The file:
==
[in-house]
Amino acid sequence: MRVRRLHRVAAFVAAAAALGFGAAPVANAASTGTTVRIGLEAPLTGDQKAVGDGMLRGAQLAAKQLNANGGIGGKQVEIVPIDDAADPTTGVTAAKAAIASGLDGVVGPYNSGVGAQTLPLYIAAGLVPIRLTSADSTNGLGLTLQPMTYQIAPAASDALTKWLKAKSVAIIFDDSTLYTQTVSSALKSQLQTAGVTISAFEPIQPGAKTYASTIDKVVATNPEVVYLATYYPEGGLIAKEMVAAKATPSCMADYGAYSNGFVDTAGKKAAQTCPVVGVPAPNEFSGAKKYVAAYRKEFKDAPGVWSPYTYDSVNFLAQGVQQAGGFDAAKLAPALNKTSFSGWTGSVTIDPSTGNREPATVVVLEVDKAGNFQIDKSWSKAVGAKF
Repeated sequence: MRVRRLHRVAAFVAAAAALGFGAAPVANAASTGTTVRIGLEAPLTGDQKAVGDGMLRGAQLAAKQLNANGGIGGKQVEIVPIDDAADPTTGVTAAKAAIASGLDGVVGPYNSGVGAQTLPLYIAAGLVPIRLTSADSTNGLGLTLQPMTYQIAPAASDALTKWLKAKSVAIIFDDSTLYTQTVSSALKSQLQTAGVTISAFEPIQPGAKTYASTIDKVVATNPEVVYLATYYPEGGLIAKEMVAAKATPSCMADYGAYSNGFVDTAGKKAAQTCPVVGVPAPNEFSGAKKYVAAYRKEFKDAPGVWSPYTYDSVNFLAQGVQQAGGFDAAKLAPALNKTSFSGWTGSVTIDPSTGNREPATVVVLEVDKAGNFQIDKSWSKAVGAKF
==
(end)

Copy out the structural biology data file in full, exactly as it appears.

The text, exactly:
[in-house]
Amino acid sequence: MRVRRLHRVAAFVAAAAALGFGAAPVANAASTGTTVRIGLEAPLTGDQKAVGDGMLRGAQLAAKQLNANGGIGGKQVEIVPIDDAADPTTGVTAAKAAIASGLDGVVGPYNSGVGAQTLPLYIAAGLVPIRLTSADSTNGLGLTLQPMTYQIAPAASDALTKWLKAKSVAIIFDDSTLYTQTVSSALKSQLQTAGVTISAFEPIQPGAKTYASTIDKVVATNPEVVYLATYYPEGGLIAKEMVAAKATPSCMADYGAYSNGFVDTAGKKAAQTCPVVGVPAPNEFSGAKKYVAAYRKEFKDAPGVWSPYTYDSVNFLAQGVQQAGGFDAAKLAPALNKTSFSGWTGSVTIDPSTGNREPATVVVLEVDKAGNFQIDKSWSKAVGAKF
Repeated sequence: MRVRRLHRVAAFVAAAAALGFGAAPVANAASTGTTVRIGLEAPLTGDQKAVGDGMLRGAQLAAKQLNANGGIGGKQVEIVPIDDAADPTTGVTAAKAAIASGLDGVVGPYNSGVGAQTLPLYIAAGLVPIRLTSADSTNGLGLTLQPMTYQIAPAASDALTKWLKAKSVAIIFDDSTLYTQTVSSALKSQLQTAGVTISAFEPIQPGAKTYASTIDKVVATNPEVVYLATYYPEGGLIAKEMVAAKATPSCMADYGAYSNGFVDTAGKKAAQTCPVVGVPAPNEFSGAKKYVAAYRKEFKDAPGVWSPYTYDSVNFLAQGVQQAGGFDAAKLAPALNKTSFSGWTGSVTIDPSTGNREPATVVVLEVDKAGNFQIDKSWSKAVGAKF